Ethiopia is long cited as one of the two main drivers of aviation growth in Africa, the other being Kenya. But this growth has revealed a really serious safety hazard which the government of Addis Ababa may regret should it not deal with the reports properly.
Kenyan aviation authorities have already complained about an ATC strike that has apparently caused major problems at least between the Kenyans and the Ethiopians.
“There have been several incidents of loss of standard separation between aircrafts at the point of transfer between Addis Ababa and Nairobi due to wrong or no estimates from Addis Ababa,’‘ the Kenyan Air Traffic Controllers Association said in a statement.
International operations team called OpsGroup which represents pilots, Controllers, Dispatchers, Managers and Problem-solvers of International Flight Operations has warned of a dire situation which the government of Addis Ababa has reportedly tried to hush up a potentially catastrophic situation.
On the 30th August 2018 the president of Kenya Air Traffic Controllers’ Association issued a public letter revealing what he said was examples of poor management of air services. These include:
- Flights inbound to Nairobi from Addis are calling Nairobi control without prior estimates.
- There have been several incidents of loss of separation between aircraft at the transfer point due to incorrect or in certain instances, no estimate whatsoever from Addis.
- There has been one serious close call event between B737 and B767, both maintaining FL360, with no prior co-ordination from Addis.
- Addis airspace is currently manned by retired Controllers with no validation who have no understanding of current airspace procedures and who are overwhelmed.
- The few estimates passed by Addis to Nairobi have included incorrect call signs and even destinations.
- Aircraft are entering Kenyan airspace at flight levels different to those passed by Addis Controllers.
When the strike was imminent, Ethiopian Airlines tried to alleviate the effect by importing Air traffic controllers from other countries. It seemed like a perfectly plausible plan. Find ATC, pay them lots, fly them in and they help.
So they turned to nearby nations – like the DRC. The small team was not enough to cope, so the Ethiopian Civil Aviation Authority then requested 30 more air traffic controllers from Sudan and at least 24 from Kenya.
The Ethiopians even approached Zimbabwe and Malawi for help.
The crisis management obfuscates a real issue – ATCs need about 3 months to become acclimatised to the local circuits and operations. Anything else is just asking for trouble.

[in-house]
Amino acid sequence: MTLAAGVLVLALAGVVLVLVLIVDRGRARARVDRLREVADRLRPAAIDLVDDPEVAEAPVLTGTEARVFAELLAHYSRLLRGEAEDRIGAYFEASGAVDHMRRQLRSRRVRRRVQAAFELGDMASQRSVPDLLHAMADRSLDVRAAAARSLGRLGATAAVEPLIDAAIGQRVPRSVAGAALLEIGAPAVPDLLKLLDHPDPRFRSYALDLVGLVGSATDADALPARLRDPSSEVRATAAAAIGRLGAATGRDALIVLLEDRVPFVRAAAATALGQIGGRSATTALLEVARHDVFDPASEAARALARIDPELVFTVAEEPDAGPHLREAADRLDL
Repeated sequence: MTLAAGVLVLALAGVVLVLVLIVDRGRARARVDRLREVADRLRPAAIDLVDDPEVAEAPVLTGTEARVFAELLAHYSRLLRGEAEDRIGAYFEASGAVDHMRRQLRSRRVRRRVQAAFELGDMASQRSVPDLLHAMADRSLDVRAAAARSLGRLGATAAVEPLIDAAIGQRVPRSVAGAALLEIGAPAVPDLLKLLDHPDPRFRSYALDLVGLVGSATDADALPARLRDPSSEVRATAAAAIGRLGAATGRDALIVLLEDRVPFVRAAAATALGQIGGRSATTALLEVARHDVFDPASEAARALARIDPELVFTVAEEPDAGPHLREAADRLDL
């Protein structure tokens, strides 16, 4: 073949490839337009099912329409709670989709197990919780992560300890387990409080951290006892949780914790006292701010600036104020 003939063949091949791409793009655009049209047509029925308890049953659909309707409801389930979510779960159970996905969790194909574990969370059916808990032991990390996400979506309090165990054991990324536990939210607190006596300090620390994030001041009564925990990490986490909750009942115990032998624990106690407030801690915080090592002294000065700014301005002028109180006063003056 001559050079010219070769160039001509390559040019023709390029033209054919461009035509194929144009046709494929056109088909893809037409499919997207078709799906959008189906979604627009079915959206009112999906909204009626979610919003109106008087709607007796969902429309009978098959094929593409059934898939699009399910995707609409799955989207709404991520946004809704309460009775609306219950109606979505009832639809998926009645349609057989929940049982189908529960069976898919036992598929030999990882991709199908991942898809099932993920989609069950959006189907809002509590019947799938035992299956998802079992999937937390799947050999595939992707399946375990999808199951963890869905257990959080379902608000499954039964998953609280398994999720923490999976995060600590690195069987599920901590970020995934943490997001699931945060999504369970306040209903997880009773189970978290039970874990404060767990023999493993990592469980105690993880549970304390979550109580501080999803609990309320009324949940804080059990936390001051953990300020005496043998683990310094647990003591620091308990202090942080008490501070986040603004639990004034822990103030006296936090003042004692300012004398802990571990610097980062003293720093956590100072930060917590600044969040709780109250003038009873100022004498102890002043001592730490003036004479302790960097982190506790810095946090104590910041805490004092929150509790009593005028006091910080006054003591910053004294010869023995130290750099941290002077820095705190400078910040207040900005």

The other issues around this strike include the failure to issue NOTAMs or notices to airmen/women.
But that’s not all folks. Nine workers were arrested after apparently preventing international flights from landing at the Bole International Airport which is Ethiopia’s busiest.
The head of the ECAA, Colonel Wesenyelew Hunegnaw said the strike was over as workers had until Tuesday 4th September to return of be fired.
“Some of the employees engaged in the strike are returning back to their work. The remaining should submit a letter of apology and return to their work. They have until Tuesday (September 4),” he said.
In a statement, the airline also scotched rumours of close shaves involving aircraft.
“…all Ethiopian Airlines scheduled and unscheduled flights and other airlines operating to/from Ethiopia have been operating smoothly with high standards of flight punctuality and safety,” the airline said in an online statement.
“We would like to inform all our customers that we did not have any flight delay or cancellation caused by ATC. In fact, we are happy to announce that taxi-in, taxi-out and flight arrivals efficiency has improved significantly in the week under ATC strike.”
While we wonder what’s next, just remember that the African Union is based in Addis Ababa, and that the continents leaders constantly fly into the country along with government officials.
The negative effect of a military run society running ATC services then trying to determine the communication of a high risk scenario could lead to a severe incident should this issue not be sorted ASAP.
That’s because Ethiopian Airlines is growing at a rapid rate, operating a large fleet of more than 116 international passenger and cargo destinations across five continents and has a fifteen year strategic plan called Vision 2025 that’s going to rocket the nation into the top spot in African aviation.
Let’s hope they sort out their ATC issues or we may hear bad news from Addis.